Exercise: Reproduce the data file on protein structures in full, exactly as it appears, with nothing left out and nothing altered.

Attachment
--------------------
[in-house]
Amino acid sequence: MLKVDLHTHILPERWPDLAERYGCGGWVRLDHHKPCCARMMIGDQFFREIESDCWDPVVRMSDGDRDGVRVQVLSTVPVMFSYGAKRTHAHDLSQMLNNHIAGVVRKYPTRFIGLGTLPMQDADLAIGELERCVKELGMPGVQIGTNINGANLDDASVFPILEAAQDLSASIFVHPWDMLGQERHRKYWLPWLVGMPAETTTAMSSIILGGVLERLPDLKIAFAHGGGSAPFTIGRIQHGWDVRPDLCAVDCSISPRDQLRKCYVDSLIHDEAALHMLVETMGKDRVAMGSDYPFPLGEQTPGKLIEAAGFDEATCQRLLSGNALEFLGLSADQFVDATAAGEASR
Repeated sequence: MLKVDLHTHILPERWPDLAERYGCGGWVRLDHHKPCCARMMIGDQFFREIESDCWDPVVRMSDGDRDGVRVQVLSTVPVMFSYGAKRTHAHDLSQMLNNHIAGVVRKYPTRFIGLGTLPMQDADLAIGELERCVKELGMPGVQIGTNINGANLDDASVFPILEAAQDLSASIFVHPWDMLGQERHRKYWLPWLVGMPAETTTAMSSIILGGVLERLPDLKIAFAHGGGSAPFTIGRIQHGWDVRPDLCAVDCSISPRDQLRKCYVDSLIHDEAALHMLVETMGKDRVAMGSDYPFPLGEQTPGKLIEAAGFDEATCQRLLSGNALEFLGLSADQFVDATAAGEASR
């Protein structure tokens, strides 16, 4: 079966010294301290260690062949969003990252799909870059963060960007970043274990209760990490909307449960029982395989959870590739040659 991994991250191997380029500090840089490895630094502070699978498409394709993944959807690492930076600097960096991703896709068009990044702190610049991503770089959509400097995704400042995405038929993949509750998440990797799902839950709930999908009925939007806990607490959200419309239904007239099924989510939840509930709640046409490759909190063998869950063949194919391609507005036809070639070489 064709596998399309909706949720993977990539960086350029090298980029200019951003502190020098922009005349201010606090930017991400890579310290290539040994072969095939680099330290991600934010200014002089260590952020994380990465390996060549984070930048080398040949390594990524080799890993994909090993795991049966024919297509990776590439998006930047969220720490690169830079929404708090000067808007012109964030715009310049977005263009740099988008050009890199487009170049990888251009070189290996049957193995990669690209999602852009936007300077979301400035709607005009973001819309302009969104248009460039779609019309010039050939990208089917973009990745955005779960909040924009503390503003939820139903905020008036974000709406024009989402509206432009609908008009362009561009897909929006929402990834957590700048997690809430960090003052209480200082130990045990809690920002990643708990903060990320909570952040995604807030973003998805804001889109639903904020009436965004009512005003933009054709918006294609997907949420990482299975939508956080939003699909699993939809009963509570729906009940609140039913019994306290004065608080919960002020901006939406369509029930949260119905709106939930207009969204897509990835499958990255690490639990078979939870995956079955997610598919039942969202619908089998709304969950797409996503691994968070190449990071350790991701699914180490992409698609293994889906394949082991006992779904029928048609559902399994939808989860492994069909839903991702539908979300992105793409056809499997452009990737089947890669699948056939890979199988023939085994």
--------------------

[in-house]
Amino acid sequence: MLKVDLHTHILPERWPDLAERYGCGGWVRLDHHKPCCARMMIGDQFFREIESDCWDPVVRMSDGDRDGVRVQVLSTVPVMFSYGAKRTHAHDLSQMLNNHIAGVVRKYPTRFIGLGTLPMQDADLAIGELERCVKELGMPGVQIGTNINGANLDDASVFPILEAAQDLSASIFVHPWDMLGQERHRKYWLPWLVGMPAETTTAMSSIILGGVLERLPDLKIAFAHGGGSAPFTIGRIQHGWDVRPDLCAVDCSISPRDQLRKCYVDSLIHDEAALHMLVETMGKDRVAMGSDYPFPLGEQTPGKLIEAAGFDEATCQRLLSGNALEFLGLSADQFVDATAAGEASR
Repeated sequence: MLKVDLHTHILPERWPDLAERYGCGGWVRLDHHKPCCARMMIGDQFFREIESDCWDPVVRMSDGDRDGVRVQVLSTVPVMFSYGAKRTHAHDLSQMLNNHIAGVVRKYPTRFIGLGTLPMQDADLAIGELERCVKELGMPGVQIGTNINGANLDDASVFPILEAAQDLSASIFVHPWDMLGQERHRKYWLPWLVGMPAETTTAMSSIILGGVLERLPDLKIAFAHGGGSAPFTIGRIQHGWDVRPDLCAVDCSISPRDQLRKCYVDSLIHDEAALHMLVETMGKDRVAMGSDYPFPLGEQTPGKLIEAAGFDEATCQRLLSGNALEFLGLSADQFVDATAAGEASR
């Protein structure tokens, strides 16, 4: 079966010294301290260690062949969003990252799909870059963060960007970043274990209760990490909307449960029982395989959870590739040659 991994991250191997380029500090840089490895630094502070699978498409394709993944959807690492930076600097960096991703896709068009990044702190610049991503770089959509400097995704400042995405038929993949509750998440990797799902839950709930999908009925939007806990607490959200419309239904007239099924989510939840509930709640046409490759909190063998869950063949194919391609507005036809070639070489 064709596998399309909706949720993977990539960086350029090298980029200019951003502190020098922009005349201010606090930017991400890579310290290539040994072969095939680099330290991600934010200014002089260590952020994380990465390996060549984070930048080398040949390594990524080799890993994909090993795991049966024919297509990776590439998006930047969220720490690169830079929404708090000067808007012109964030715009310049977005263009740099988008050009890199487009170049990888251009070189290996049957193995990669690209999602852009936007300077979301400035709607005009973001819309302009969104248009460039779609019309010039050939990208089917973009990745955005779960909040924009503390503003939820139903905020008036974000709406024009989402509206432009609908008009362009561009897909929006929402990834957590700048997690809430960090003052209480200082130990045990809690920002990643708990903060990320909570952040995604807030973003998805804001889109639903904020009436965004009512005003933009054709918006294609997907949420990482299975939508956080939003699909699993939809009963509570729906009940609140039913019994306290004065608080919960002020901006939406369509029930949260119905709106939930207009969204897509990835499958990255690490639990078979939870995956079955997610598919039942969202619908089998709304969950797409996503691994968070190449990071350790991701699914180490992409698609293994889906394949082991006992779904029928048609559902399994939808989860492994069909839903991702539908979300992105793409056809499997452009990737089947890669699948056939890979199988023939085994």